How Do You Treat Night Leg Cramps Naturally?

Those brutal calf or thigh cramps that keep you from falling asleep or that wake you up in the middle of the night can often be cured with some additions to your diet.

  • One of the main causes is dehydration.  Pour some water out of a plastic bottle of drinking water (because water expands when it freezes) and  put it in the freezer.  Take the frozen bottle out, put a Koozie or drink holder on it and you will have ice-cold water to drink during the day.  A liter of water per day will make a difference.
  • Too much coffee or soft-drinks can strip potassium and magnesium from your body.  The old-school treatment is to eat bananas for potassium, but it’s more efficient to take potassium supplements and magesium citrate supplements, especially if you drink a lot of coffee that day.
  • Pickle Juice! I have no idea why this works, but just a tablesppon of juice and maybe a pickle or two are an effective quick-response trick.  The juice of Wickles Pickles is especially tasty when sipped from a spoon.
  • Maybe your all-cotton socks are too tight, and your leg circulation is hindered.  Try some polyester blend socks, which have more give.  Dr. Scholl’s and Medipeds make appropriate circulation socks.
  • If your ankles are puffy, hold one leg in the air by resting it on the knee of your other leg, and let the blood drain back into your body.
  • Walk more, and do some leg stretches before bed.

And don’t forget Vitamin A3 supplements, they may help you sleep better over all.

Best Inexpensive Non-Stick Skillet


The truth about non-stick skillets is that the coating won’t last more than a few years under normal use.  Although we absolutely love our stainless steel All-Clad saucepans and regular skillet, we would never part with $120 or more for a non-stick 10-inch frying pan.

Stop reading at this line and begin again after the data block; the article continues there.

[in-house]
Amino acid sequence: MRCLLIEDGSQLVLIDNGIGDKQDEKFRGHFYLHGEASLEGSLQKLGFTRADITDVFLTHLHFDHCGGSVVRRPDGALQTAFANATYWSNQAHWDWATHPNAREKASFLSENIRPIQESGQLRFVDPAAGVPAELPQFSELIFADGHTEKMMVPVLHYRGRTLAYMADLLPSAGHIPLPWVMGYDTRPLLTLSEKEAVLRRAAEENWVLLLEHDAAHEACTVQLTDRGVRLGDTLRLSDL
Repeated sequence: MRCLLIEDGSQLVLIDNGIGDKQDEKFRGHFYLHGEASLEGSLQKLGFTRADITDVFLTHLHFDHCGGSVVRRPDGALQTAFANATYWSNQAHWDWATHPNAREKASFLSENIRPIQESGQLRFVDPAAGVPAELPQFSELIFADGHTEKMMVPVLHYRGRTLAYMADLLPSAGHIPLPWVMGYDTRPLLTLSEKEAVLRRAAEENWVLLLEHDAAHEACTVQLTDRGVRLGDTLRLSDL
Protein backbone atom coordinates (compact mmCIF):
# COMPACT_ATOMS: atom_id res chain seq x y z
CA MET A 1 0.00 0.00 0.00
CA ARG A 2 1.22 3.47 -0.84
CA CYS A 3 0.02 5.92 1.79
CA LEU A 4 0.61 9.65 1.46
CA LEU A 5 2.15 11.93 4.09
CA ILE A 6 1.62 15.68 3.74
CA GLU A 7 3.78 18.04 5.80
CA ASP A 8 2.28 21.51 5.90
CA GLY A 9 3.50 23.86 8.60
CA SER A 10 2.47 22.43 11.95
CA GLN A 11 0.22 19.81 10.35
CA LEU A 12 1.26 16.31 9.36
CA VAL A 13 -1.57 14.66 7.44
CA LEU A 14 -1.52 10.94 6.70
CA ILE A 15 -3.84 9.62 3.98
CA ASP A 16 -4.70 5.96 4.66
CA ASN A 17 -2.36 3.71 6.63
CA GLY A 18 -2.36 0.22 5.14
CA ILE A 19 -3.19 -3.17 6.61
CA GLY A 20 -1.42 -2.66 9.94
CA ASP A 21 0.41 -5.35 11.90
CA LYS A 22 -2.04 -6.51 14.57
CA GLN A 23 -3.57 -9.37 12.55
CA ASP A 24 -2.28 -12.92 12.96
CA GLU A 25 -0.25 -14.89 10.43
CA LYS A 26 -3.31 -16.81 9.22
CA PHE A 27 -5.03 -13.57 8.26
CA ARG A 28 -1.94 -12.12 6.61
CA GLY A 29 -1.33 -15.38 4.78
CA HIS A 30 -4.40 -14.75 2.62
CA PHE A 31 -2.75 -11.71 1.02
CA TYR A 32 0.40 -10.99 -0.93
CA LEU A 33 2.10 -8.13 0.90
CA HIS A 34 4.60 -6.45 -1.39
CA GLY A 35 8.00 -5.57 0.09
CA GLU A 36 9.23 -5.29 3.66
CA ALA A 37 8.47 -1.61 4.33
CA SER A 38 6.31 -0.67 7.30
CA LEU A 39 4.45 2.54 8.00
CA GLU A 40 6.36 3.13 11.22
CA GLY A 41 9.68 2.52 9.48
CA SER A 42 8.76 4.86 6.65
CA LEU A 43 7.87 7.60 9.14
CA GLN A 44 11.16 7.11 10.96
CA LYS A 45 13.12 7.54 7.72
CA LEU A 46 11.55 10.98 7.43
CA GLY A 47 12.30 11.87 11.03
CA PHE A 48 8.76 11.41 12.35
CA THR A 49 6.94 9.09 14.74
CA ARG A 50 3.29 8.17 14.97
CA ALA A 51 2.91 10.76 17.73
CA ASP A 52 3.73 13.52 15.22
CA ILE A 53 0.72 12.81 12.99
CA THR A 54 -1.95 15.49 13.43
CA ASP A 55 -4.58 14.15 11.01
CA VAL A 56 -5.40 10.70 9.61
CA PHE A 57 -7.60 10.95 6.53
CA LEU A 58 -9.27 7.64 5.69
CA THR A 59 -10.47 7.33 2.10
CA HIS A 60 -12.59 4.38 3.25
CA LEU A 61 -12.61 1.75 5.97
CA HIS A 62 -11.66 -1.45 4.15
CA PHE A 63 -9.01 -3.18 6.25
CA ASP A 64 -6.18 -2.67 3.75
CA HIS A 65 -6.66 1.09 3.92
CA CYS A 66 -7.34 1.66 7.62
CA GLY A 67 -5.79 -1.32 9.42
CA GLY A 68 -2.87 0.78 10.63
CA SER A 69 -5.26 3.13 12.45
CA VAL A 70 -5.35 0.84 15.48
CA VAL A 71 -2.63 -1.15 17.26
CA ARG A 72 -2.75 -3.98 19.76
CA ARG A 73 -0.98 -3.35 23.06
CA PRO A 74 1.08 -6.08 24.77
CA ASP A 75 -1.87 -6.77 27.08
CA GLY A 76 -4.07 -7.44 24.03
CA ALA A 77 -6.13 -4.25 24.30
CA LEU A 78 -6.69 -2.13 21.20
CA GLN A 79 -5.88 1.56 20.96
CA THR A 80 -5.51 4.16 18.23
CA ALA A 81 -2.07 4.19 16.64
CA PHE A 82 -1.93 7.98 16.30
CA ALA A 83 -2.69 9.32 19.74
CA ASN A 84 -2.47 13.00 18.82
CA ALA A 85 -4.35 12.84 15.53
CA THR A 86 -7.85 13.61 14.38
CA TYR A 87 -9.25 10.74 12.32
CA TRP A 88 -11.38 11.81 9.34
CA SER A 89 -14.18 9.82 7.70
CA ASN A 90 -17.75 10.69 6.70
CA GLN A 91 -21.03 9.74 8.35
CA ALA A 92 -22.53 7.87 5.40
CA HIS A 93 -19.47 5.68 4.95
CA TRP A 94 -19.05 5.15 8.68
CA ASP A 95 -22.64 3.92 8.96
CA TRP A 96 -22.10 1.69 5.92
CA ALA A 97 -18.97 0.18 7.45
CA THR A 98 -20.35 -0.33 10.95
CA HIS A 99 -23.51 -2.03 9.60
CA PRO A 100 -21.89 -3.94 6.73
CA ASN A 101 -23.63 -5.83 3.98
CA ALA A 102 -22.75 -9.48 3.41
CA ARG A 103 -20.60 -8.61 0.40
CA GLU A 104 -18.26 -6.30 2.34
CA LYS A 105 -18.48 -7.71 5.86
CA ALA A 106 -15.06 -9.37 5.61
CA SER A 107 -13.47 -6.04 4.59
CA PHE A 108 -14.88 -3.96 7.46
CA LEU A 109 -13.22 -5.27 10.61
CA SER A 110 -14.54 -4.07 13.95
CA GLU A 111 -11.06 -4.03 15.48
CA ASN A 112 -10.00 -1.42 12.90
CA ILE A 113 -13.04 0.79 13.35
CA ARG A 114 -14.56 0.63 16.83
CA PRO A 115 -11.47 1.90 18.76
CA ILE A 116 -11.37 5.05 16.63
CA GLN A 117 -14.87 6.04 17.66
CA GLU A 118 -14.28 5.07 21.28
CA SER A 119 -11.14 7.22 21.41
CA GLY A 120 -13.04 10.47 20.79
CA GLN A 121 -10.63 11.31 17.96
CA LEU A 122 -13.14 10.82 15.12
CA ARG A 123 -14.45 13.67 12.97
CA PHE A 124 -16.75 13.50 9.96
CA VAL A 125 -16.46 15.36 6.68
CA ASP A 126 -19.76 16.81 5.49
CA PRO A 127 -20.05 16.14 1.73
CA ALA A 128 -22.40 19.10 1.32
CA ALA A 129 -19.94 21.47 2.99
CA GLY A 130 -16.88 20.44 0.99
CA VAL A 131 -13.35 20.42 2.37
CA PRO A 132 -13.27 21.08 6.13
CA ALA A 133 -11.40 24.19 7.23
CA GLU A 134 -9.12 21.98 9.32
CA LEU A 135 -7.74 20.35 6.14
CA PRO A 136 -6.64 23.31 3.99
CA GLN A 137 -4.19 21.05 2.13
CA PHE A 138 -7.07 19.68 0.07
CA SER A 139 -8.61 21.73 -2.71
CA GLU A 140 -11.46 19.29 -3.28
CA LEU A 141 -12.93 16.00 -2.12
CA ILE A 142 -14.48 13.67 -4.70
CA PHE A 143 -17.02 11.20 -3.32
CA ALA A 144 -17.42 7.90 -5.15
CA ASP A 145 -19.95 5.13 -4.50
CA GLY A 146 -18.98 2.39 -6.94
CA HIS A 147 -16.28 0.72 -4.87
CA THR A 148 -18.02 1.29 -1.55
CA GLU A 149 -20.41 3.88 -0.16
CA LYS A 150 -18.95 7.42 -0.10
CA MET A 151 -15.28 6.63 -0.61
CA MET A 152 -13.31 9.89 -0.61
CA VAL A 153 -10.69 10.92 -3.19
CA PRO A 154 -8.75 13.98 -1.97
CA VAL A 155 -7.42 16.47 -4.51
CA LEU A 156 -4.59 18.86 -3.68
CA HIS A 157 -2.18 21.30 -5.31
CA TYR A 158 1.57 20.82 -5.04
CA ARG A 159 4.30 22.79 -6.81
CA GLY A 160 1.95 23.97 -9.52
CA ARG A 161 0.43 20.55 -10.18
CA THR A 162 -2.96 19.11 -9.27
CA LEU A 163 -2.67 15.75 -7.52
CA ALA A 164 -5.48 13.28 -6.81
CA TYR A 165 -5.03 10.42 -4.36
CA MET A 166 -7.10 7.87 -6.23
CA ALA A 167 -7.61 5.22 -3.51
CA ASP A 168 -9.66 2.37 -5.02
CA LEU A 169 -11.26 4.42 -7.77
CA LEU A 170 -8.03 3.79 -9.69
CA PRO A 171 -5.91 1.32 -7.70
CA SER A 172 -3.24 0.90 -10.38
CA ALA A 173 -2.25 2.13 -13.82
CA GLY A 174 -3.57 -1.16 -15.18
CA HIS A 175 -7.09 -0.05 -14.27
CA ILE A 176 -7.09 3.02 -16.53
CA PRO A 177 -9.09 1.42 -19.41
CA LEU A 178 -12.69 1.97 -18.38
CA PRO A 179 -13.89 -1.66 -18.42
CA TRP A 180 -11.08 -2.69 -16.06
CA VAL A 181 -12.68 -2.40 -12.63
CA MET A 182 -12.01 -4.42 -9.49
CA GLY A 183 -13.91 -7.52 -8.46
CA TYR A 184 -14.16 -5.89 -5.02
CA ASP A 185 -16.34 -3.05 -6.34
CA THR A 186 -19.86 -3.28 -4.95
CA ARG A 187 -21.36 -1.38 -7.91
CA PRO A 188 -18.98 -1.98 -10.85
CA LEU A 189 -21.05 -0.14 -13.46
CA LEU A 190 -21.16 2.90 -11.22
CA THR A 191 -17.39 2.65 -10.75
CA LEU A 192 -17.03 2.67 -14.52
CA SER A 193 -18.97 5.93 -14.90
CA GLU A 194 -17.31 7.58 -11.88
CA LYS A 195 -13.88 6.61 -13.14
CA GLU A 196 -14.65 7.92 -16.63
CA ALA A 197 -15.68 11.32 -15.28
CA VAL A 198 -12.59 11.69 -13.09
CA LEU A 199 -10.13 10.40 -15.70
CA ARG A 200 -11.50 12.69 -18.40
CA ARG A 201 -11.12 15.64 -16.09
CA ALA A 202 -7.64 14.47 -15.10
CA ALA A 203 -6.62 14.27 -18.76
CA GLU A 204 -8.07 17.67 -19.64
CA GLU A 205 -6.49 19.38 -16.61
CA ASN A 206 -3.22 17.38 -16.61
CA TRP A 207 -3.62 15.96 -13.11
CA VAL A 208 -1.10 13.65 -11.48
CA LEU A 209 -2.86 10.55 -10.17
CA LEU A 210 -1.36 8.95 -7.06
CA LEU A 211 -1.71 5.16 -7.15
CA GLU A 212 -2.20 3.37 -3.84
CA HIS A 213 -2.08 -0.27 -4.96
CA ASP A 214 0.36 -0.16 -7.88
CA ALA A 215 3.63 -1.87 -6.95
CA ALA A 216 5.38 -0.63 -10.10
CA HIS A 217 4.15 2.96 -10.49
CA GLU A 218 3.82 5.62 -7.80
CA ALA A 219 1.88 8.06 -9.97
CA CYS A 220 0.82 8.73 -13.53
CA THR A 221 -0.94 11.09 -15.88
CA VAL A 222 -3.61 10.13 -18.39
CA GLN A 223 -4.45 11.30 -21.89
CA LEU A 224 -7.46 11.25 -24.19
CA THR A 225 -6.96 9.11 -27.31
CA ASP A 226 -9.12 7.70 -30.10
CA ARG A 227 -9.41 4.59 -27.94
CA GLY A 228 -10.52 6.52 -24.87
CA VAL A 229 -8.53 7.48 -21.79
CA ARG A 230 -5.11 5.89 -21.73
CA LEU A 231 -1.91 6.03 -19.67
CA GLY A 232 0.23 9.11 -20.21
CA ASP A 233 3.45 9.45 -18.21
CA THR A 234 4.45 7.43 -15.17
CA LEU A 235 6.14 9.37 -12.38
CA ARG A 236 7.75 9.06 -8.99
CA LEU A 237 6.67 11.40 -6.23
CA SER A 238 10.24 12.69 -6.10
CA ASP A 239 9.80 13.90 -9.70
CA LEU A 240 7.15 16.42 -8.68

Knowing that we are going to buy a new skillet every year or two, depending upon the inevitable degrading and peeling of Teflon coating, we are happy to simply go to Target and pick up the impressive Calphalon Model 1390 Skillet that measures 10 inches, or 25 cm. The price is $29.99, which isn’t cheap, but the pan is certainly worth the cost.

The skillet is a solid performer that heats up evenly, and holds the heat through the cooking process without creating hot spots or burning.  The secret to this pan is a thick disk of stainless steel fused to the bottom. Steel transmits heat more consistently than aluminum. It’s kind of heavy, but not too heavy, like a cast-iron skillet, and the steel bottom can take the heat of our annoying glass top range, which can easily scorch lesser pans.

We wish the Calphalon 12-inch skillet had a stainless steel disk on the bottom, but it would be probably be too heavy.  Instead, we have to keep a watchful eye when cooking things in the lightweight aluminum pan as it balances between too hot and not hot enough.  This shortcoming often leads to cooking two batches of food in the 1390, instead of one in the larger skillet. The Calphalon 1390 does such an excellent job of cooking hashbrowns, eggs, Chinese dumplings, and everything else we fry, we don’t mind the extra time.

Check out that thick chunk of steel on the bottom.
Check out that thick chunk of steel on the bottom.